14ymedio, Luz Escobar, Havana, 16 April 2017 – Cuba’s State Security and the National Revolutionary Police surrounded the independent gallery El Círculo to prevent this Saturday’s screening of the documentary Nadie (Nobody), directed by Miguel Coyula and featuring the censored poet and writer Rafael Alcides.
The filmmaker and his wife, actress Lynn Cruz, were intercepted by police at the corner of 13th and 10th Streets in Havana’s Vedado district. Starting several hours earlier the agents had closed the street to vehicles and pedestrians, according to a statement made from the location to 14ymedio.
Cruz and Coyula point out that without any reason and with “only a vague argument” the operation was carried out in the area, and the police asked for their IDs and didn’t let them pass. Only “four Spanish diplomats” managed to reach the gallery, according to Lia Villares, curator of El Circulo. continue reading
“A group of uniformed men and others in civilian clothes advanced toward us. One of them took out a piece of paper with a list and compared our names with those written there”
“A group of uniformed men and others in civilian clothes advanced toward us. One of them took out a piece of paper with a list and compared our names with those written there,” said Coyula and Cruz describing the moment when the police blocked their access to the site where the documentary was going to be shown.
Cruz also denounced that State Security warned several of the invited guests that the operation was being carried out to “save” them from the “counterrevolutionaries” who had “deceptively” issued invitations to the screening.
“As authors of the work, we denounce the censorship that the government exercises because this time it went beyond the institution,” said Coyula.
“Art is also about the citizen’s right to share and discuss a film. Intellectuals and artists need to take a firm stand and defend their right to perform and display critical works, without compromise, because the attitude that that they take in life ends us being reflected in their work,” he added, speaking to 14ymedio.
Following the police deployment that prevented access to the gallery, the filmmaker invited several friends to his home where he projected the documentary. Among the guests was Michel Matos, director of Matraka Productions, who is strongly criticized by officialdom.
The Círculo had also announced a Saturday screening of Carlos Lechuga’s film, Santa and Andrés, but the film’s producer, Claudia Calviño, refused to allow the projection and called the gesture an “illegality” saying “this and other activities are outside the traditional marketing framework.”
Lía Villares circulated an email on Sunday in which she defined the “political” character of the gallery that seeks to “promote a culture that continues to be censored despite international awareness and witnesses.” The activist also points out that it is in Cuba that artists have “a moral responsibility to the present and future.”
14ymedio, Luz Escobar, Havana, 12 April 2107 — Confined for more than 80 days in a punishment cell, without a single contact with the outside, the activist Lisandra Rivera Rodríguez of the Patriotic Union of Cuba (UNPACU) received her first family visit this Tuesday, in the Mar Verde Women’s Prison in Santiago de Cuba.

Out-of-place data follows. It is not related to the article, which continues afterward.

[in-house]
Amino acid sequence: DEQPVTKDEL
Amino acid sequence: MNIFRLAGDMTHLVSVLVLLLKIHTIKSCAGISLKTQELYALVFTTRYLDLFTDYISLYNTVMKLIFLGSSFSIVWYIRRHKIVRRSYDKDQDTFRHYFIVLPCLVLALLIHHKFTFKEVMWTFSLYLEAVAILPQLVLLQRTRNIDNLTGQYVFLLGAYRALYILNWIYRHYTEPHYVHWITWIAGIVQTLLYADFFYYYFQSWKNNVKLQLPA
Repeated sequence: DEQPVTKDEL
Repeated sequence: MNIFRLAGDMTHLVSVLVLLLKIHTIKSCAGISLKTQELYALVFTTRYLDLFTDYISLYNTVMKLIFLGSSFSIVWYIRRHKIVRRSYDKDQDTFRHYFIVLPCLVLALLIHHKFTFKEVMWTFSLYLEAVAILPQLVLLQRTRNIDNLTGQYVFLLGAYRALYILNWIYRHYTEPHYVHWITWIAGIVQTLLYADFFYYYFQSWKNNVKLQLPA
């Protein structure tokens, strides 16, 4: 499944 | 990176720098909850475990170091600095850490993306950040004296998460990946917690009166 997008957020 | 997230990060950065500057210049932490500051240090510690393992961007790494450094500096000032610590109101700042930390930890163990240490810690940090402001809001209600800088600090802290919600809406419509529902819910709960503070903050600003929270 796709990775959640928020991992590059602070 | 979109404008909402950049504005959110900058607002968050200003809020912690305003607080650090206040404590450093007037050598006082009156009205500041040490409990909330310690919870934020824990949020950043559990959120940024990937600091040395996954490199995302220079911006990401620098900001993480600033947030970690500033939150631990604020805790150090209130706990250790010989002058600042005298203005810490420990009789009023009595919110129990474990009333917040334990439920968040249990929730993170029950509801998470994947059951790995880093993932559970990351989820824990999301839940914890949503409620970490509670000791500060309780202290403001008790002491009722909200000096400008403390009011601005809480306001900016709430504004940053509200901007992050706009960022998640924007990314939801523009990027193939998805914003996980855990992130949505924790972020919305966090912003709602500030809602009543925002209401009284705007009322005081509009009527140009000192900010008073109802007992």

Lisandra Rivera, 28, was arrested after her home was raided by State Security on 31 December of last year. On that occasion, and despite having been beaten by the agents, she was accused of an alleged criminal “attack,” according to UNPACU activists. Her family had not been able to contact her since 17 January when her trial was held in the Provincial Court and she was sentenced to two years imprisonment. On 18 April she will have served four months. continue reading
She had no access to anything, no right to family or conjugal visits, or to receive calls or food brought in from outside
Her husband, Yordanis Chavez, commented in a telephone interview with 14ymedio that both he and her parents managed to be with her for almost two hours. “As of Saturday she is outside the punishment cell and is in a of maximum severity wing of the prison.”
According to Chávez, from now on they will be able to visit her normally. The next appointment is scheduled for the 17th of this month. “We saw her well, quite strong of spirit. She continues to refuse to comply with orders and or to accept reeducation.”
The authorities of the prison used this refusal to accept the “reeducation” regime as a reason to impose the isolation of a punishment cell on Rivera. “The tried to make her stand up and give military salutes to the jailers who conduct a count three or four times a day. When a high official arrived she also had to stand at attention like they do in the military and she refused to do it,” says Chavez.
During the visit, Lisandra told her relatives that the punishment cell is like that of any police dungeon, pestilent and in very bad conditions, without light. She had no access to anything, no right to family or conjugal visits, nor could she receive phone calls or food brought in from outside. “Every Tuesday I was handcuffed and taken, almost dragged, to the disciplinary council,” the activist told her husband.
UNPACU’s leader, José Daniel Ferrer, fears that, in the midst of the difficult international situation, there could be a repeat of the 2003 Black Spring
Yordanis Chavez explained that they have not appealed the ruling because they do not trust the judicial system. “Lisandra has not committed any crime, it is only because it was an order of State Security as punishment for her activism in UNPACU in favor of freedom and democracy in Cuba.”